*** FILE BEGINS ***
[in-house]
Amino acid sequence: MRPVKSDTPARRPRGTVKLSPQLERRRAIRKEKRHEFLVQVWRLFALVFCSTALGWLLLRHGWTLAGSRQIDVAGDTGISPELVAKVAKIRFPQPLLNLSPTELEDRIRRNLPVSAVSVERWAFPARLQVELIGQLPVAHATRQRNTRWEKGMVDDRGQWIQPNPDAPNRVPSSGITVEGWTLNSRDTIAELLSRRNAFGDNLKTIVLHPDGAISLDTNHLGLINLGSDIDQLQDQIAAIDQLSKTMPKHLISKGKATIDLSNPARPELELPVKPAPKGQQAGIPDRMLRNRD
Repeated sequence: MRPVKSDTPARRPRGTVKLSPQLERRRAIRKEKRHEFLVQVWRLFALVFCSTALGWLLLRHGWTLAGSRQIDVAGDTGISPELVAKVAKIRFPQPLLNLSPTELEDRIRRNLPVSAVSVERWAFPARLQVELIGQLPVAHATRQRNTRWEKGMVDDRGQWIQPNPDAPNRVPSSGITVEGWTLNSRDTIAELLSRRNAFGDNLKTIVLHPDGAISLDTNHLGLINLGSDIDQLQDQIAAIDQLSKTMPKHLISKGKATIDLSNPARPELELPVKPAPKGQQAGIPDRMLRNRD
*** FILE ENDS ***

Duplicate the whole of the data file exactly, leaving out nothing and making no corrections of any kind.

[in-house]
Amino acid sequence: MRPVKSDTPARRPRGTVKLSPQLERRRAIRKEKRHEFLVQVWRLFALVFCSTALGWLLLRHGWTLAGSRQIDVAGDTGISPELVAKVAKIRFPQPLLNLSPTELEDRIRRNLPVSAVSVERWAFPARLQVELIGQLPVAHATRQRNTRWEKGMVDDRGQWIQPNPDAPNRVPSSGITVEGWTLNSRDTIAELLSRRNAFGDNLKTIVLHPDGAISLDTNHLGLINLGSDIDQLQDQIAAIDQLSKTMPKHLISKGKATIDLSNPARPELELPVKPAPKGQQAGIPDRMLRNRD
Repeated sequence: MRPVKSDTPARRPRGTVKLSPQLERRRAIRKEKRHEFLVQVWRLFALVFCSTALGWLLLRHGWTLAGSRQIDVAGDTGISPELVAKVAKIRFPQPLLNLSPTELEDRIRRNLPVSAVSVERWAFPARLQVELIGQLPVAHATRQRNTRWEKGMVDDRGQWIQPNPDAPNRVPSSGITVEGWTLNSRDTIAELLSRRNAFGDNLKTIVLHPDGAISLDTNHLGLINLGSDIDQLQDQIAAIDQLSKTMPKHLISKGKATIDLSNPARPELELPVKPAPKGQQAGIPDRMLRNRD